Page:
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Title: "The Tsunami." Oil on Canvas (24" x 30")

 

 

THE FUKUSHIMA MELTDOWN.

 

On March 11, 2011, the Fukushima nuclear plant suffered a meltdown after being hit by a tsunami caused by a powerful earthquake. This led to an environmental disaster due to radioactive water contaminating the coastline of Fukushima, as well as the sea life of the Pacific Ocean and the west coast of North America.

OUT OF SIGHT, OUT OF MIND.

 

Almost a decade after this incident, Fukushima is not talked about much by governments, health organizations, scientists, or the mainstream media. It is as if this disaster has fixed itself. Why would we not think so, since radiation contamination cannot be smelled or seen? Unfortunately, the problem did not go away. Instead, it has gotten worse. 

It takes a long time before radiation contamination manifests itself as a serious illness like cancer, at which point we forget the source and our ability to connect the dots to what could have caused it. 

Alarm bells are not going off, and that is putting millions of people living on the coastline near Fukushima and several areas on the west coast of North America at risk for serious health problems over the next several years. This silence is probably due to the inability to deal with the problem, as well as to safeguard the many businesses in the area from potentially huge financial losses, including a drastic drop in real estate value.

THE CONSEQUENCES.

 

The Pacific Ocean has warmed several degrees, not due to "global warming" as some are implying, but because of radiation contamination in the water. This is a major disrupter to the Pacific Ocean ecosystem, and as a consequence, we witness sea life, including crustaceans and shellfish, dying off. 

This has caused a chain reaction with the deaths of great whales, sea turtles, and other fish. Furthermore, high radiation levels have been found in the plankton on which many species feed. Bald eagles, sea lions, and even killer whales are also dying in large numbers because they have been feeding on contaminated fish, which are found bleeding from their gills, mouths, and eyeballs. Polar bears, seals, and walruses are losing their hair, and some have been found with open sores. Thousands of birds are dropping from the sky. Sockeye salmon are dying at an alarming rate. The starfish has been wiped out, and the west coast herring and sardine populations have been decimated. As a consequence, bigger fish and other creatures that feed on them are starving and may face extinction.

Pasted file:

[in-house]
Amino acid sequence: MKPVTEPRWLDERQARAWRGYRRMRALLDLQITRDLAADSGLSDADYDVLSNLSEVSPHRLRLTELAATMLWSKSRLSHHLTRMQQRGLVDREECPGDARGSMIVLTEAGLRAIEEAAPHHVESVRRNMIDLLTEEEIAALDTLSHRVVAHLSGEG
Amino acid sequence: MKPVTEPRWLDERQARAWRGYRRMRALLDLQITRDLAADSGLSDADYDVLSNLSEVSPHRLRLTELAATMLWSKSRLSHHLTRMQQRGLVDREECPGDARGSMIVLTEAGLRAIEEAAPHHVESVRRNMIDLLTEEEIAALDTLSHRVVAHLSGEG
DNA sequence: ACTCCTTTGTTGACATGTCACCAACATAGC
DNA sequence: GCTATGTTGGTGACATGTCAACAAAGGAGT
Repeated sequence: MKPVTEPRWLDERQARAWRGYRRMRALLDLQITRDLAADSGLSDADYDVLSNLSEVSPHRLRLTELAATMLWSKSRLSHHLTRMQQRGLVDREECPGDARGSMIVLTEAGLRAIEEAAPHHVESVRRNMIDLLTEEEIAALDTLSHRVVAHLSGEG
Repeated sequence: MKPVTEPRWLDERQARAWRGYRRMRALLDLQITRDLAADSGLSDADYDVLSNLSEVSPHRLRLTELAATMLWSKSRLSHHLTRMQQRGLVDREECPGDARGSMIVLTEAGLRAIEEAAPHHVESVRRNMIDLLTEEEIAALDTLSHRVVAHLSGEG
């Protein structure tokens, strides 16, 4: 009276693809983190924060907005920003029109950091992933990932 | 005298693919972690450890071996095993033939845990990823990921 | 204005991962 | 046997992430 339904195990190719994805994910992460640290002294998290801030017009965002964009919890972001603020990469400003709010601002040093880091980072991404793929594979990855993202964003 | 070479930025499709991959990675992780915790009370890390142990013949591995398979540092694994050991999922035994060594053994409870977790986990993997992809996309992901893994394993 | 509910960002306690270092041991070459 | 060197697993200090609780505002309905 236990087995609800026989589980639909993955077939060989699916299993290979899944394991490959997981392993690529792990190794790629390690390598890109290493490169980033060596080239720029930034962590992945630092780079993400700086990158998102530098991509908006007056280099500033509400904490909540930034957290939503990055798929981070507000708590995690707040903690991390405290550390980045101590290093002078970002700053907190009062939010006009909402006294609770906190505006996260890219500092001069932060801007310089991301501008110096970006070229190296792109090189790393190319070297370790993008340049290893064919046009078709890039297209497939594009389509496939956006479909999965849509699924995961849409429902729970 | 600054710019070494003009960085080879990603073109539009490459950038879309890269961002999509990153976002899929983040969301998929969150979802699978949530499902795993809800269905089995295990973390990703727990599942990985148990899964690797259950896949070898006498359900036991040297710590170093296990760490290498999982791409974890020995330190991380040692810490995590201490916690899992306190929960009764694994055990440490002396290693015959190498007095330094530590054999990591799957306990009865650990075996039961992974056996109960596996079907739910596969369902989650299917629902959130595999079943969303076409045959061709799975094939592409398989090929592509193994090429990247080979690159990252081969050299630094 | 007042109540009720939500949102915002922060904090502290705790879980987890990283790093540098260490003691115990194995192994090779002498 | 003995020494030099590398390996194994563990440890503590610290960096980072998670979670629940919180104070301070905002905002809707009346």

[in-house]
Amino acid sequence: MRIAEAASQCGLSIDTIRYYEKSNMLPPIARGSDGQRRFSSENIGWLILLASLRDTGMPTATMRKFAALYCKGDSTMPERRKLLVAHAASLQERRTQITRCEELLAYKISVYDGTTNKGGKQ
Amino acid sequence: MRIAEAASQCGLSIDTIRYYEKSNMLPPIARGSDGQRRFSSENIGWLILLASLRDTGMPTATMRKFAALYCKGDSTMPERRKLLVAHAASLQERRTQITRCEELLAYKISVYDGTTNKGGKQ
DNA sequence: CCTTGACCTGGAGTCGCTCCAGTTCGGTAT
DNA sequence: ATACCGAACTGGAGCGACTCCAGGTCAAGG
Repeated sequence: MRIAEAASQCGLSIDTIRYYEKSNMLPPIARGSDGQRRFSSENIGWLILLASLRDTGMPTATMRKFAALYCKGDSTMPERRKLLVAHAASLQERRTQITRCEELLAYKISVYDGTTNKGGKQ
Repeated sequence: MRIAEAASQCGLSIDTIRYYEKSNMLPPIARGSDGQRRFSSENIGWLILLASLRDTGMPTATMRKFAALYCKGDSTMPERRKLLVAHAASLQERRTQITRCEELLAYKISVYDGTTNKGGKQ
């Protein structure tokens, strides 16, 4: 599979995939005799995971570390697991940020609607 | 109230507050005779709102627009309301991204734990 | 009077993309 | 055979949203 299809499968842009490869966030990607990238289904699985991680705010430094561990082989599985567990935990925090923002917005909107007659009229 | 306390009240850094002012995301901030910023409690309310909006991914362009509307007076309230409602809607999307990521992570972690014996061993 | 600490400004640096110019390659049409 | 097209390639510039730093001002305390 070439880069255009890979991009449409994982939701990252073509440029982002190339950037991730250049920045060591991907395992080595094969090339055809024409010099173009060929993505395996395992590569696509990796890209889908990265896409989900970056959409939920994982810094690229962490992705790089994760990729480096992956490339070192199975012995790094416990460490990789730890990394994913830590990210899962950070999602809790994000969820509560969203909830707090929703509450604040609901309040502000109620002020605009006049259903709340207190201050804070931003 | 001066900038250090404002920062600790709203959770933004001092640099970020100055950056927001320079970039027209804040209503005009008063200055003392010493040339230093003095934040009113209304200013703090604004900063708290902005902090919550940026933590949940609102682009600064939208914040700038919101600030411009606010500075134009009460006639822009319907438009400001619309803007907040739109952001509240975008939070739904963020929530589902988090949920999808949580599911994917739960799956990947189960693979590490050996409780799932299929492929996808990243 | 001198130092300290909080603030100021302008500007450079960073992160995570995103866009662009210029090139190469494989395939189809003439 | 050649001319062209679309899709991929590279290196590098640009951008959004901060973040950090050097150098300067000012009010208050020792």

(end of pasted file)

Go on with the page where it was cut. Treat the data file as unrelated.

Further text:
The agricultural industry has also been affected due to warmer, dryer conditions. In California, and most likely across the whole west coast, grapes and the wine produced from them, as well as other products, have recorded high radiation levels. On the West Coast beaches, measurements are up five-fold. 

High levels of radiation have been found in the fish Japan exports to North America. If consumed, this contaminated seafood will have a very detrimental effect on our health. 

People living along the eastern coast of Japan and the west coast of America have been and are being exposed to radiation due to the massive amounts of contaminated water flowing non-stop into the ocean. This will continue for many years to come.

People from Fukushima and surrounding areas were initially evacuated but are now being forced to return to their homes. They have been told that they have nothing to worry about anymore. Yet radioactive contamination keeps advancing through water and via clouds that rain down on regions further inland.

 

 

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WHAT CAN BE DONE.

 

The only solution is to move away. If that is not possible, take supplements like iodine to mitigate the absorption and increase the excretion of radiation. Also, stop purchasing seafood and possibly even produce from the Pacific Ocean and its coasts.